Hawaii is the seventh U.S. state to legalize medical aid-in-dying for terminally ill patients. But implementing similar laws hasn't been without obstacles everywhere.
Hawaii’s Gov. David Ige last week signed the Our Care, Our Choice Act that gives mentally capable, terminally ill adults in the state the option of medical aid-in-dying, according to Compassion & Choices. Ige signed the new law after the state’s legislature approved the bill last month. The law takes effect after nine months, on Jan. 1, 2019.
“This legislation has been written to ensure that the patient is in full control,” Ige said, an announcement from the advocacy group. “When I think about this law it is impossible not to think of friends and family who have struggled through a difficult prognosis ... We know that our loved ones will eventually die but they don’t need to suffer.”
Hawaii joins Oregon, Washington, Montana, Vermont, California and Colorado, as well as Washington, D.C., in authorizing medical aid-in-dying, which was is also referred to as physician-assisted suicide. The laws allow physicians to prescribe a lethal dose of medication that patients can use to end their lives.
However, the implementation of the laws has not been without stumbling blocks. While Washington, D.C., passed a law via legislative action in 2016, regulatory barriers have prevented anyone from using the new law, according to Compassion & Choices.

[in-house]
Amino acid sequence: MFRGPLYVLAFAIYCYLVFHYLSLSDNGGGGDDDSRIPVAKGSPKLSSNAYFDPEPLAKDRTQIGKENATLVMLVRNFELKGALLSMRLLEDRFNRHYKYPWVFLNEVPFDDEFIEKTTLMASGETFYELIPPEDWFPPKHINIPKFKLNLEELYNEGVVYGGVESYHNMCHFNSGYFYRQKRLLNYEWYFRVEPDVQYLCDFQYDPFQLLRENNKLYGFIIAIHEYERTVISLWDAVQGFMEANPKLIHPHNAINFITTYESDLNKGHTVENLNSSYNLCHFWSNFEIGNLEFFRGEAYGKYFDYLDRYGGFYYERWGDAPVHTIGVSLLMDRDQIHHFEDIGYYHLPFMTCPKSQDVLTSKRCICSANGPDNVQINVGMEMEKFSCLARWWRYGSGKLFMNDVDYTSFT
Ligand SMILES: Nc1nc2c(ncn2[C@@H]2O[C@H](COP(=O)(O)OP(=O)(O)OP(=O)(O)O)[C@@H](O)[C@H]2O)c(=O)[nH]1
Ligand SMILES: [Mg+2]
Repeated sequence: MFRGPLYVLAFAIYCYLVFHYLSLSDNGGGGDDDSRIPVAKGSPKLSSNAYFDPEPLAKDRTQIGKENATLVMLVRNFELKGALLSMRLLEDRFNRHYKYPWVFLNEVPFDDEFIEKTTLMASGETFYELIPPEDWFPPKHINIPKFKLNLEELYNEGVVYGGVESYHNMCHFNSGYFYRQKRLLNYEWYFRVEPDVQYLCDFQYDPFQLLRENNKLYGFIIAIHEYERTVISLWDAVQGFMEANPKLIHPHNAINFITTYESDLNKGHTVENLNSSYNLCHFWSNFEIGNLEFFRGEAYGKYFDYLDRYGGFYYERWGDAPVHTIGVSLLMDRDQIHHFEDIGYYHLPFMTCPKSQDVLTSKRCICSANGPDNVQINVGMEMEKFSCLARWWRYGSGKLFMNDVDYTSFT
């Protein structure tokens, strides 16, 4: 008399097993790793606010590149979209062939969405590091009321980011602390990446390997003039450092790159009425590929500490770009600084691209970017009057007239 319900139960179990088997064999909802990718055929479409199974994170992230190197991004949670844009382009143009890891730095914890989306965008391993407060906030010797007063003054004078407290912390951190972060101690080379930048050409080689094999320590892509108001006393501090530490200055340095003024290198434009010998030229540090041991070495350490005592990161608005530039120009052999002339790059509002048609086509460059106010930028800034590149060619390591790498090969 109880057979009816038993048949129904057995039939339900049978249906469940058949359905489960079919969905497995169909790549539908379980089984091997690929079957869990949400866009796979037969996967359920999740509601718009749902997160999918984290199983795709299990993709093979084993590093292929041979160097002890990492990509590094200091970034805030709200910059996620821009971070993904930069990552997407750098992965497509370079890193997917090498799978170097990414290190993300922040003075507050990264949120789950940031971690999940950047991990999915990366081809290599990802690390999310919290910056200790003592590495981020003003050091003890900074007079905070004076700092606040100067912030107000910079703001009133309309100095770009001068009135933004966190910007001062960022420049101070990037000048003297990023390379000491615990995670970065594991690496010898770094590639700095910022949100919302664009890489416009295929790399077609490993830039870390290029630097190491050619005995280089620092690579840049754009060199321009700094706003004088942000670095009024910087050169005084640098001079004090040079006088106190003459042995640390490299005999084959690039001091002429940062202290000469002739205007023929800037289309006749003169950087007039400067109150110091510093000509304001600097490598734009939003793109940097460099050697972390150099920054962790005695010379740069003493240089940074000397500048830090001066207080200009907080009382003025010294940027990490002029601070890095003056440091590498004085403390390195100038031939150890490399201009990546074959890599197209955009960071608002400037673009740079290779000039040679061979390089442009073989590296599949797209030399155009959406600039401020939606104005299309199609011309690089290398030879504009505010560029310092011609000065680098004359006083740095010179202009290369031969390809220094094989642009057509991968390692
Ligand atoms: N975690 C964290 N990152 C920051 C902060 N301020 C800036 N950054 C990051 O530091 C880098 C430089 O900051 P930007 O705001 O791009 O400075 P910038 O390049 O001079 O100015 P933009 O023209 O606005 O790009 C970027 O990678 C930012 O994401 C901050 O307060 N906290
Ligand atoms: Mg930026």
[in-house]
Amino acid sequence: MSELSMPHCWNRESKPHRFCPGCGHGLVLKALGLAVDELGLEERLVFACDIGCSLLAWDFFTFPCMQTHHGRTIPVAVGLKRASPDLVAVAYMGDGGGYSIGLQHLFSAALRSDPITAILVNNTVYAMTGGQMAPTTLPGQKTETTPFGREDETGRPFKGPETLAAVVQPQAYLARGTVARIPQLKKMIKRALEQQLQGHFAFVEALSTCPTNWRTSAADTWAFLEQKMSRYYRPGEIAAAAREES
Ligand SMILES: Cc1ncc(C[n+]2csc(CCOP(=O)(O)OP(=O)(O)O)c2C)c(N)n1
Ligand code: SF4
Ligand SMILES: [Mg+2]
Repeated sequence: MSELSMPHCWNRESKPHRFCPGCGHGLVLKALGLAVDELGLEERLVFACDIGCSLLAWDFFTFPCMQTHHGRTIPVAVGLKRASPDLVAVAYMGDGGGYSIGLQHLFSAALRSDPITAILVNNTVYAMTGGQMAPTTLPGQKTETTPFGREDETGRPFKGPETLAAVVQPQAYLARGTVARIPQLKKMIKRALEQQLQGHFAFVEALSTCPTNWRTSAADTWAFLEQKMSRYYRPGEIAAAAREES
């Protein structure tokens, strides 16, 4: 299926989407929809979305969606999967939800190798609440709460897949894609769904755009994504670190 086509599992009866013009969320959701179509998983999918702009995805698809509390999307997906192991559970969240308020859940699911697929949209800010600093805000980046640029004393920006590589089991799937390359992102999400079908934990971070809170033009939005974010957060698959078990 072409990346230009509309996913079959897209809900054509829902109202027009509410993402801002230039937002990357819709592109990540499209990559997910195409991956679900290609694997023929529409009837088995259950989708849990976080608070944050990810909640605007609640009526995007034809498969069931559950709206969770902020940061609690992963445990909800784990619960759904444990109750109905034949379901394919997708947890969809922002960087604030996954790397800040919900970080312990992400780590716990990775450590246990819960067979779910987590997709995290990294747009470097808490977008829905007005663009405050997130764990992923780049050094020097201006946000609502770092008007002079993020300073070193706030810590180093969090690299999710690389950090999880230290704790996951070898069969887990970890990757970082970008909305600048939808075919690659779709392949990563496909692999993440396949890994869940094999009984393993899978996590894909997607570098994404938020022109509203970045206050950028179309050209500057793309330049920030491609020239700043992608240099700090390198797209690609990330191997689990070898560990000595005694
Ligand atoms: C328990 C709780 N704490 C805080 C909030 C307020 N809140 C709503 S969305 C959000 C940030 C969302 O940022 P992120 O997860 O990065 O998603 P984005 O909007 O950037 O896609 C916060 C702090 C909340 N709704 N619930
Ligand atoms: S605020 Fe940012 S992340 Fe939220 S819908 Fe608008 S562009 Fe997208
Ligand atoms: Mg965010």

The group organized what it called a day of compassion last week in which about 20 D.C. residents urged councilmembers and staff to eliminate those barriers that have prevented terminally ill patients from using the Death with Dignity Act since it took effect more than a year ago. The district’s health department issued administrative rules last June that exceed the law’s requirements, the group said.
“I still cannot find a physician who is willing to take over my care and write a prescription for medical aid-in-dying,” Mary Klein, a cancer patient, said in the announcement.
And despite Colorado voters passing the End of Life Options Act in 2016, there are few or no options for those seeking medical aid-in-dying in Pueblo and the southern part of the state, according to the Associated Press.
Only two doctors in that area of the state are known to have prescribed medications and only to cancer patients with a terminal diagnosis who have requested the medication. Other doctors and pharmacies have been deterred from participating because of religious or moral implications, the news agency said. The two major hospitals in Pueblo, Parkview and St. Mary-Corwin, have barred their physicians from performing any such services on hospital grounds, the AP said.
Medical aid-in-dying is controversial and laws make it optional for physicians to participate. Some doctors are not comfortable with the idea on ethical grounds.
Efforts to legalize medical aid-in-dying in Massachusetts were tabled in late March when a committee sent proposed legislation for further study. It was at least the fifth consecutive legislation session that failed to act on legislation, according to The Lowell Sun.
Advocates were optimistic that Massachusetts would approve a law to medical aid-in-dying after the Massachusetts Medical Society last year dropped its long-standing opposition and took a neutral stance.